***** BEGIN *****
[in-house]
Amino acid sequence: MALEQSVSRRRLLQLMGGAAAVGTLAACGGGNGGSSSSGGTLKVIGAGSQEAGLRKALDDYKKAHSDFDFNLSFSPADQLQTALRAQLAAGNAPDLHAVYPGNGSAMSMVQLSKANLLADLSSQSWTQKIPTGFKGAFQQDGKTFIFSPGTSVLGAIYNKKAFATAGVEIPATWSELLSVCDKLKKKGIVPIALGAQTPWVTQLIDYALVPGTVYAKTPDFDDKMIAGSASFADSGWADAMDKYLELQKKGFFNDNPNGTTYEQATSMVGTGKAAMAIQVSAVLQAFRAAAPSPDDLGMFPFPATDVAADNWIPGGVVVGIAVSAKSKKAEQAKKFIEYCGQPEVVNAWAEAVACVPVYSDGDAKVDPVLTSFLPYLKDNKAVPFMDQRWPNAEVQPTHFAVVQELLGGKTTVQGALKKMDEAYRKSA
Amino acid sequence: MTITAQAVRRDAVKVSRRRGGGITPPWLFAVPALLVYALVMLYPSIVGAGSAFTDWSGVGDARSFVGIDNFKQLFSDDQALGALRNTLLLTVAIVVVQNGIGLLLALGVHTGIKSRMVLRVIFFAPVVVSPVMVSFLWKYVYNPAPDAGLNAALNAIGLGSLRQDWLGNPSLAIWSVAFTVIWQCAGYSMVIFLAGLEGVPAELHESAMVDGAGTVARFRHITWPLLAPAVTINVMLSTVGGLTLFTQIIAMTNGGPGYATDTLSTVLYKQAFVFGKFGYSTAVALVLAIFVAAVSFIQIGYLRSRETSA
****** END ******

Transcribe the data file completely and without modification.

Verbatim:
[in-house]
Amino acid sequence: MALEQSVSRRRLLQLMGGAAAVGTLAACGGGNGGSSSSGGTLKVIGAGSQEAGLRKALDDYKKAHSDFDFNLSFSPADQLQTALRAQLAAGNAPDLHAVYPGNGSAMSMVQLSKANLLADLSSQSWTQKIPTGFKGAFQQDGKTFIFSPGTSVLGAIYNKKAFATAGVEIPATWSELLSVCDKLKKKGIVPIALGAQTPWVTQLIDYALVPGTVYAKTPDFDDKMIAGSASFADSGWADAMDKYLELQKKGFFNDNPNGTTYEQATSMVGTGKAAMAIQVSAVLQAFRAAAPSPDDLGMFPFPATDVAADNWIPGGVVVGIAVSAKSKKAEQAKKFIEYCGQPEVVNAWAEAVACVPVYSDGDAKVDPVLTSFLPYLKDNKAVPFMDQRWPNAEVQPTHFAVVQELLGGKTTVQGALKKMDEAYRKSA
Amino acid sequence: MTITAQAVRRDAVKVSRRRGGGITPPWLFAVPALLVYALVMLYPSIVGAGSAFTDWSGVGDARSFVGIDNFKQLFSDDQALGALRNTLLLTVAIVVVQNGIGLLLALGVHTGIKSRMVLRVIFFAPVVVSPVMVSFLWKYVYNPAPDAGLNAALNAIGLGSLRQDWLGNPSLAIWSVAFTVIWQCAGYSMVIFLAGLEGVPAELHESAMVDGAGTVARFRHITWPLLAPAVTINVMLSTVGGLTLFTQIIAMTNGGPGYATDTLSTVLYKQAFVFGKFGYSTAVALVLAIFVAAVSFIQIGYLRSRETSA